As the head of the government emphasised, these were good discussions. He added that he invited the French President for celebrations of the 100th anniversary of Poland’s regaining independence, to be held next year. He emphasised that in 1918 France had been Poland’s important ally.

Poland better heard on refugees

In the view of the President of the Council of Ministers the voice of Polish government on migration has become better heard. He stated that returning from the summit he was bringing a little light of hope for solving of the problem of refugees. Prime Minister Mateusz Morawiecki reminded that for two years Poland had emphasises that forced relocation of refugees was not a proper solution. During the summit the longest discussion were devoted to the very problem of migration, as some countries continued to support this solution.
So, what is the light in the tunnel? We demonstrated very clearly that we wanted to support these people on the spot, that it was not just empty words, that these were not insignificant funds and several odd containers, but that it was a great effort, he said. He added that in the course of the summit Poland declared readiness to provide assistance on the spot and to secure external EU borders. We understand the problems on EU external borders, stressed Mateusz Morawiecki.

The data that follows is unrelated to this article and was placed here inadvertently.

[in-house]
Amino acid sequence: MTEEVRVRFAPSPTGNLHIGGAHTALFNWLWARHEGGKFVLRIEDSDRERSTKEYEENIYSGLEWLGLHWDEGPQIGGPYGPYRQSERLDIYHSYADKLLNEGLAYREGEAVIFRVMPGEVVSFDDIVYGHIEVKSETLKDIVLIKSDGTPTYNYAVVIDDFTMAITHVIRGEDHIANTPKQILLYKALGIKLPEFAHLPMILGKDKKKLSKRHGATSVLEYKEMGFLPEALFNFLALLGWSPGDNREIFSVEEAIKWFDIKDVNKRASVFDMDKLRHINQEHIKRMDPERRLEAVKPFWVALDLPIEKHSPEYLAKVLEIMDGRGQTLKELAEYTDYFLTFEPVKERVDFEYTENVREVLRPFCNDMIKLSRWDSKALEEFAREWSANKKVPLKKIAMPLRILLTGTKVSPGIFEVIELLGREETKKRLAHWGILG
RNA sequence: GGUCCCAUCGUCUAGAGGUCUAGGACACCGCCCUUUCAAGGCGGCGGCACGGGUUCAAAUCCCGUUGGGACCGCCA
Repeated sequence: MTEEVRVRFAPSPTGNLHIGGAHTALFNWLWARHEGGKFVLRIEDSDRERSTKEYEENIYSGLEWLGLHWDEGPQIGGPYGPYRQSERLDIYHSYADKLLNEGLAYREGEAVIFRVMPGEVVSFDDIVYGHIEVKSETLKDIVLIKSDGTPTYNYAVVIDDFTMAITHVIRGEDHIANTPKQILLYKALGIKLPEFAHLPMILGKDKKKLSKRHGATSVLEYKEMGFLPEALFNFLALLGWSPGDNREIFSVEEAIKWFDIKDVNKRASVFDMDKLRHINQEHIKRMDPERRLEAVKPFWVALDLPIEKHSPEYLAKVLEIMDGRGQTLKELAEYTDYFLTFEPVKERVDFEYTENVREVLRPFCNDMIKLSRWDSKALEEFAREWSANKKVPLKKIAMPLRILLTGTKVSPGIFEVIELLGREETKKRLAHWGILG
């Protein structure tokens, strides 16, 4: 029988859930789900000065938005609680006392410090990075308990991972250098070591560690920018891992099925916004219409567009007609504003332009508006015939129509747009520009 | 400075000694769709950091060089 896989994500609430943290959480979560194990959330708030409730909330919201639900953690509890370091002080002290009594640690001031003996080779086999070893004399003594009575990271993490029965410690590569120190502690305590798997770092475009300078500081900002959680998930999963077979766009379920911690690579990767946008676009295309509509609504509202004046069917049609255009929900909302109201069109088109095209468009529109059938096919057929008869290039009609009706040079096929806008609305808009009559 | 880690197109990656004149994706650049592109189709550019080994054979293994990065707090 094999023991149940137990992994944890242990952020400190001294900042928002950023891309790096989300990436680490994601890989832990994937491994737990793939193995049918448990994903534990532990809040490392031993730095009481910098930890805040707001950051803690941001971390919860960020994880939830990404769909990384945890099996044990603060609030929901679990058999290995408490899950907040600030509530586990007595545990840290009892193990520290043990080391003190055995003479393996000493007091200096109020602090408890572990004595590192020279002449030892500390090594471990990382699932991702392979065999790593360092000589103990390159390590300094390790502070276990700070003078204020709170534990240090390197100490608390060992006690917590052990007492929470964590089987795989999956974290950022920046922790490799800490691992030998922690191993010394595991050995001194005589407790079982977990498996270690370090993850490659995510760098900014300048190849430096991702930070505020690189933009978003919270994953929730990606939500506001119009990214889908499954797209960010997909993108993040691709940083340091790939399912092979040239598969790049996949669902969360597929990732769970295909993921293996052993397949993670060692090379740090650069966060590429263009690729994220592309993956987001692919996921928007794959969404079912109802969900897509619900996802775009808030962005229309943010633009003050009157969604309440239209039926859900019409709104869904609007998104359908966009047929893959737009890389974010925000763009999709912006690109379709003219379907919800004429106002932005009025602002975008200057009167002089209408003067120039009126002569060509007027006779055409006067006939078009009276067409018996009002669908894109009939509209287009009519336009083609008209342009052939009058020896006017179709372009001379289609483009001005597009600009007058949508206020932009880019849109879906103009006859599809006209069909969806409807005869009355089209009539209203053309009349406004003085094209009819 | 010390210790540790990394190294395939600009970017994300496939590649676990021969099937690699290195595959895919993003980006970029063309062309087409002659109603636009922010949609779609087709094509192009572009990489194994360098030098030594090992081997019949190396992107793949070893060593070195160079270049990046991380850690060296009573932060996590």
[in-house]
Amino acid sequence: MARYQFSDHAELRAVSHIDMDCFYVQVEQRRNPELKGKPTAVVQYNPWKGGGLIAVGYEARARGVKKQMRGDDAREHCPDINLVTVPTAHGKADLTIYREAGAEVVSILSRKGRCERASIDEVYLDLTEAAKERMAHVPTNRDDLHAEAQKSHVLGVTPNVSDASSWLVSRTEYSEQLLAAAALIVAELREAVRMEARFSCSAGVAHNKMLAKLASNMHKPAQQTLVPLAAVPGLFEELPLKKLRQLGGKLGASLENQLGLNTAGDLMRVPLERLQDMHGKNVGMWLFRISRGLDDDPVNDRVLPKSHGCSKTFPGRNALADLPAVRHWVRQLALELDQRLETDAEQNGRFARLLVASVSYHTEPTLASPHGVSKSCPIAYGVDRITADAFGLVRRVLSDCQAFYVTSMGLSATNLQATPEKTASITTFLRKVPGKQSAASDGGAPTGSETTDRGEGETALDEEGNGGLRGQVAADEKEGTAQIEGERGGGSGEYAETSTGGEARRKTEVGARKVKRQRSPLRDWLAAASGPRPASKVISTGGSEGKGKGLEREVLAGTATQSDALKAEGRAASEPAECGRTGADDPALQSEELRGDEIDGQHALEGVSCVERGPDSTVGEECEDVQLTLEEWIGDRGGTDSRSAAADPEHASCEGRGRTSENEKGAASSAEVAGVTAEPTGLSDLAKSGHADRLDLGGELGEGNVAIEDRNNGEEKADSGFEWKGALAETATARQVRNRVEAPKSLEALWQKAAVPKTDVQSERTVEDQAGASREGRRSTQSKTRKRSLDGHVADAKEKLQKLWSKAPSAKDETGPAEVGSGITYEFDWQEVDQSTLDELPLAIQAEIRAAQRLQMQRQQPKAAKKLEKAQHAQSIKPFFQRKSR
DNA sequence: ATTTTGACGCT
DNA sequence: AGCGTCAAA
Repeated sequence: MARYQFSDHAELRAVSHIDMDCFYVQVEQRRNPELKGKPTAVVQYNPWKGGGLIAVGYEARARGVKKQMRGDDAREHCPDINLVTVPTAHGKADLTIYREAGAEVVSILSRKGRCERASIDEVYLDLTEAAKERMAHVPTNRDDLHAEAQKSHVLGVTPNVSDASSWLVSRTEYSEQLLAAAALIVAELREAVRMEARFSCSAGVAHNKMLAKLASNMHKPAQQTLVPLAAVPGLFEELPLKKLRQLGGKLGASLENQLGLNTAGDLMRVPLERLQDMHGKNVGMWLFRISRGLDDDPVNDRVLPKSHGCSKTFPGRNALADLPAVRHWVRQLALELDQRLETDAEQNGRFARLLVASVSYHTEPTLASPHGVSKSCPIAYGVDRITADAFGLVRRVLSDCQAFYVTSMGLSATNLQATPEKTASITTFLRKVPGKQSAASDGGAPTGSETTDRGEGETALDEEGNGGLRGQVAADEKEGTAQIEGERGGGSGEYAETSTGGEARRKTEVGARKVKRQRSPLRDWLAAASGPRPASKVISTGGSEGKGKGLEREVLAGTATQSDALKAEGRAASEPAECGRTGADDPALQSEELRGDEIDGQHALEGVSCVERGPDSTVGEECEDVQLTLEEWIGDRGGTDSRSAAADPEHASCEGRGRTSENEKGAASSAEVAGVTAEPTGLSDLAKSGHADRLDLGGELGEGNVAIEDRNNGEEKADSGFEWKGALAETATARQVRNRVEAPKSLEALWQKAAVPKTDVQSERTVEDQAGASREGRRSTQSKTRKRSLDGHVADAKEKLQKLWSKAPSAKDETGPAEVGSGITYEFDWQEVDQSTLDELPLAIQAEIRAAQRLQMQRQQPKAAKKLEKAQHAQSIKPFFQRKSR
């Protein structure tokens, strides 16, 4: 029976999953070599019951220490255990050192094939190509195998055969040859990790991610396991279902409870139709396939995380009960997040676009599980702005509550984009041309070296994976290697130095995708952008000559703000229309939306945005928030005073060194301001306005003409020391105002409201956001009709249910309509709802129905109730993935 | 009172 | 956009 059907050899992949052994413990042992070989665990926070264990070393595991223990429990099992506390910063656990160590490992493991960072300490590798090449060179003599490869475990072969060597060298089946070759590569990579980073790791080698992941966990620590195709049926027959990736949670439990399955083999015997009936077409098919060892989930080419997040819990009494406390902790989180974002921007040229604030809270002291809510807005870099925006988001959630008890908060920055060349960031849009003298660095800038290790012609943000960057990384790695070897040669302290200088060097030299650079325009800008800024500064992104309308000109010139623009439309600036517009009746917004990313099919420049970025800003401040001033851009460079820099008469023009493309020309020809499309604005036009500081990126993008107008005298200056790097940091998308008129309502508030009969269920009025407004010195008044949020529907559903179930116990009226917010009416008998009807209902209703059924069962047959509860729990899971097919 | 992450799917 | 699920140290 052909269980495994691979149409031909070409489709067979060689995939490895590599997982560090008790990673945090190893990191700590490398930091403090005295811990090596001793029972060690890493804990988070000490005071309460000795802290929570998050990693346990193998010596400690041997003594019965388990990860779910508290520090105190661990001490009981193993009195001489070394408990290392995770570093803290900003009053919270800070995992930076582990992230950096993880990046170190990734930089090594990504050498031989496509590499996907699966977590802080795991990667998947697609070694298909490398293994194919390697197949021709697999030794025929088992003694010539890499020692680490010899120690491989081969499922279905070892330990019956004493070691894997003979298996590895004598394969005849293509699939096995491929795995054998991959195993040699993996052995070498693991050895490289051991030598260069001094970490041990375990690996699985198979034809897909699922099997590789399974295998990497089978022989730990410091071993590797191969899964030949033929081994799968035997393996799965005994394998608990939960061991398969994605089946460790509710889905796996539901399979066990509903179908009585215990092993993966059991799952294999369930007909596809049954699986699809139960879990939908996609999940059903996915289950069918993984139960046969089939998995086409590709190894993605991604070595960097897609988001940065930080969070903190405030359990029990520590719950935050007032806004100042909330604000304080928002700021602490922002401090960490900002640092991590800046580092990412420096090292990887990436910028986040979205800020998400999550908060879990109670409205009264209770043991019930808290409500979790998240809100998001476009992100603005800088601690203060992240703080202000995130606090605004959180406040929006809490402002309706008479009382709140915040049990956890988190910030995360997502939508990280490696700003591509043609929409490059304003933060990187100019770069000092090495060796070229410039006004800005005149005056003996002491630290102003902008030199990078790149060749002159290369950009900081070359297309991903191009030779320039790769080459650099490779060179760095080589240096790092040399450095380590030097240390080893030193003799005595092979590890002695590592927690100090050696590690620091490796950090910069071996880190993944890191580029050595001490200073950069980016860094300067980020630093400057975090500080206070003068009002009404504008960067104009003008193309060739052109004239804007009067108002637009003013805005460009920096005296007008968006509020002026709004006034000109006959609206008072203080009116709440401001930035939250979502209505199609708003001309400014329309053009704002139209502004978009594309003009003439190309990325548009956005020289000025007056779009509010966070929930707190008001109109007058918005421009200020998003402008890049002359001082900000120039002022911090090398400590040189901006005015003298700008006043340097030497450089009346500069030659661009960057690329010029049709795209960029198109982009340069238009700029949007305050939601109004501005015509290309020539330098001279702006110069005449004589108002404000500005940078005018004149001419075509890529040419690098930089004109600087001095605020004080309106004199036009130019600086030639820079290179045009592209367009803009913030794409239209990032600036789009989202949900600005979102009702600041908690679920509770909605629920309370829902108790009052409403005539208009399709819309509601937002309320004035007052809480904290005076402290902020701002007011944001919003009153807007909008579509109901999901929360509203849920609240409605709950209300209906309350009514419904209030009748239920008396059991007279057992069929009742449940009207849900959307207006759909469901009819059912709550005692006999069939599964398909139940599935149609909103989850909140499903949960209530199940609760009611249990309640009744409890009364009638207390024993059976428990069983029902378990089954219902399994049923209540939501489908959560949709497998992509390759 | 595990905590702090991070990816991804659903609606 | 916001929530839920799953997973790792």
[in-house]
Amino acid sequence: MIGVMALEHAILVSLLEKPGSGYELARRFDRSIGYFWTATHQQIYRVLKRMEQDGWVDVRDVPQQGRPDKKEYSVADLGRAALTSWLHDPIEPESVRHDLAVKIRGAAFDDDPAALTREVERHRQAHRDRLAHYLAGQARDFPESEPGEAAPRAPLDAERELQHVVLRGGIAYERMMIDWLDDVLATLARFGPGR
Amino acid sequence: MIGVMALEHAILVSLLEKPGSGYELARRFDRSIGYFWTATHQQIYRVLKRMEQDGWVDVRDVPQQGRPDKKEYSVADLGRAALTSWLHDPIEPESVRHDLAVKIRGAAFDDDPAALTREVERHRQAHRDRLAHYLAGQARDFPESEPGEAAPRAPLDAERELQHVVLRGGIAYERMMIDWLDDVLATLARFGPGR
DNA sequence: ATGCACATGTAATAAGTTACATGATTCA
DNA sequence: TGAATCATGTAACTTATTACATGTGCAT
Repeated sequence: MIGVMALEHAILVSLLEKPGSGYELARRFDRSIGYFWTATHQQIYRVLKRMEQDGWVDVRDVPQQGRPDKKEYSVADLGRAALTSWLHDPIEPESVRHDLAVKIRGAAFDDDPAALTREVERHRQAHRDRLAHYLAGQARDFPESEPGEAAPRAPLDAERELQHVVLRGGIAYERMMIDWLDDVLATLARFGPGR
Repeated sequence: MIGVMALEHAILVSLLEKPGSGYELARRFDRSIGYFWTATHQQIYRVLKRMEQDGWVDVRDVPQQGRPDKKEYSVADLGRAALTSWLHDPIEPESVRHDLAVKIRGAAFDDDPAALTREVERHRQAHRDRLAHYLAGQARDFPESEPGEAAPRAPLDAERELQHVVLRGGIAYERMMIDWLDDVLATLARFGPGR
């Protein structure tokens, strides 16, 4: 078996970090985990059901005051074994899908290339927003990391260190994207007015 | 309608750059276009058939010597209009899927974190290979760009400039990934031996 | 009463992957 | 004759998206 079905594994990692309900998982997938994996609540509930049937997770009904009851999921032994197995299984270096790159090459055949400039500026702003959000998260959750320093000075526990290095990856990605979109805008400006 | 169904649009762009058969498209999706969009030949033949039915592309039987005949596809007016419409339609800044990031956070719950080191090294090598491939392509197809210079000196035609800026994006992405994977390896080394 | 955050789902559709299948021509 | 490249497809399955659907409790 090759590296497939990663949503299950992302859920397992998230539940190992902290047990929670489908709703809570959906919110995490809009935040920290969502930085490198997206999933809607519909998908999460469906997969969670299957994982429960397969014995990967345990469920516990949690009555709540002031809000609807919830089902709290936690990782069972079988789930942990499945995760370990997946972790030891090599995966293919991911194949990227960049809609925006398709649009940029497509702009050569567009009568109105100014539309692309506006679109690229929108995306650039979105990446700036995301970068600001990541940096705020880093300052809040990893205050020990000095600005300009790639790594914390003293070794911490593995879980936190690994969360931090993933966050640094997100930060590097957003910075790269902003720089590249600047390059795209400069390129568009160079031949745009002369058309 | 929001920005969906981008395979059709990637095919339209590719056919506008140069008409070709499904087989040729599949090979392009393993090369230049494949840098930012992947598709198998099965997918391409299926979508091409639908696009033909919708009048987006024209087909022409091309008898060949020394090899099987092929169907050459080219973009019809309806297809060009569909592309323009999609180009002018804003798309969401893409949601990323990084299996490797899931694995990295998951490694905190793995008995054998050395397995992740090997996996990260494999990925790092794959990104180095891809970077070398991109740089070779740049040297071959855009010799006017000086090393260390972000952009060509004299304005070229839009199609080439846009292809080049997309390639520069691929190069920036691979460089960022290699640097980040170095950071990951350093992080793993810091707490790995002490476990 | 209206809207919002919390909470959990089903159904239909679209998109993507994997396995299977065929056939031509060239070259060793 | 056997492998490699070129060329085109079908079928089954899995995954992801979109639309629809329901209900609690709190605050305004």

In this context I emphasised the problem of Ukraine very strongly and the fact that we are assisting in discharging the tensions on the eastern flank of of the EU. This discussion immediately followed the discussion on sanctions against Russia and therefore there was a certain correlation here, the connection between the two topics, which facilitated understanding of our partners, stressed the head of the government.

Retention of sanctions against Russia

With the exception of several smaller countries from the south of Europe, everyone understands that sanctions against Russia must be extended, as they are not only a component of the policy of exerting pressure on Russia, but they are also a certain symbol of the European Union disagreeing with the annexation of Crimea and disagreeing with the war in the eastern part of Ukraine. We are striving for the Minsk agreement to be still respected, stated the Prime Minister.